• 3,200 solar lanterns were given to the most vulnerable households in 20 communities to strengthen rural energy resilience, capacity building and recovery. Solar energy was also used to support the re-opening of 102 schools and health centres, providing services to conflict-affected communities (including 48 vaccine solar refrigerators to ensure that beneficiaries in affected communicates can gain a regular access to vaccination).

Our programmes

  • The EU response is based on a humanitarian and development aid continuum and follows the principles of the EU’s integrated approach to conflicts and crises. The current focus is on health, resilience and food security, education, and working with local authorities and communities to respond to the crisis.
  • EU development assistance includes measures aimed at preventing state failure, including thorough the provision of basic services and the creation of livelihood opportunities. Since the beginning of the conflict, the EU's development assistance has given a special attention to resilience of communities and key institutions in rural and urban areas, with a special attention to rural development and agriculture. Agriculture livelihoods are a key target of our development programmes, as they offer the opportunity to both, enhance food security and provide stable sources of income for Yemenis.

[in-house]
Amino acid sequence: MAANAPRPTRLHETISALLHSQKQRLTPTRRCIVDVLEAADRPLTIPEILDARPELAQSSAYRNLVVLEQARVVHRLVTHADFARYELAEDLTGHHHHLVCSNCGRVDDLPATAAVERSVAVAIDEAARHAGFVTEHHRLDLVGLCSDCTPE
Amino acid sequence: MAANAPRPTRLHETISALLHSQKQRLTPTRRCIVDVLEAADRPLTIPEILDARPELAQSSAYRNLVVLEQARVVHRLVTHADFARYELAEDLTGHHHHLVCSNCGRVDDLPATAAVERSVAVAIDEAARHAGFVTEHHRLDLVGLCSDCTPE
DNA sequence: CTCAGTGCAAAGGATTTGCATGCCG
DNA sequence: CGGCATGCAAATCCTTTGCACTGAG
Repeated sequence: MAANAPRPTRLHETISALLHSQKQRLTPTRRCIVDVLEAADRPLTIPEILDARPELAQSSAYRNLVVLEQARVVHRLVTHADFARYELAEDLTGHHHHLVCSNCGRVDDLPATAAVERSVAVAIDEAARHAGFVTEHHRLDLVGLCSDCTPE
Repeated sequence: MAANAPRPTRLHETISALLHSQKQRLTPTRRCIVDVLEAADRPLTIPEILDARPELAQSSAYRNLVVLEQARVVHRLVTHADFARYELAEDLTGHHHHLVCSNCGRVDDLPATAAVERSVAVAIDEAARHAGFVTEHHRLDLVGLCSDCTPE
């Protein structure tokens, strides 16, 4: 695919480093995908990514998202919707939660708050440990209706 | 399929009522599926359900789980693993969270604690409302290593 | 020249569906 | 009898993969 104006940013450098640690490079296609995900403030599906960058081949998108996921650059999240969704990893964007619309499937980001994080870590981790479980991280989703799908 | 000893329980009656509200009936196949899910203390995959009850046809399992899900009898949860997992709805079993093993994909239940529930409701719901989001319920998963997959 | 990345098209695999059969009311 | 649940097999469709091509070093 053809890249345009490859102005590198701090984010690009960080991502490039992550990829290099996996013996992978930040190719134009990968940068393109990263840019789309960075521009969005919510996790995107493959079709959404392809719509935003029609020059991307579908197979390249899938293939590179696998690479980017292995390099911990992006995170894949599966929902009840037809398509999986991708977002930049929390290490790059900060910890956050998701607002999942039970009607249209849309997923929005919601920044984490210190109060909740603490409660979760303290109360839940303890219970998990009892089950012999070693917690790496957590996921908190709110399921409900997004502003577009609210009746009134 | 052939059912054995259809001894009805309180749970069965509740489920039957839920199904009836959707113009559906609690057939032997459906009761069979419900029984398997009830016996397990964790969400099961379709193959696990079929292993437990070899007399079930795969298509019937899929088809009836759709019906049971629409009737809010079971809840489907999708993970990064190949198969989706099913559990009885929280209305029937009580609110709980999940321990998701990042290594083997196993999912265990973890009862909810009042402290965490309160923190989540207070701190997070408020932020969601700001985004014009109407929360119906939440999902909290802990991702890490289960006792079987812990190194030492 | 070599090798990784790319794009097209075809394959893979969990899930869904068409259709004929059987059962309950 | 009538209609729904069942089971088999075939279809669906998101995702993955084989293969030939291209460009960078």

• In addition, the EU also gives priority to preserving basic health and social protection services, by collaborating with local and international partners to empower local health workers. This serves to provide an essential aspect of social resilience to the ongoing conflict and its externalities.
  • The EU has also provided assistance to enhance the resilience of internally displaced persons. EU programmes are mainly implemented by UN agencies as well as a number of international non-governmental organisations.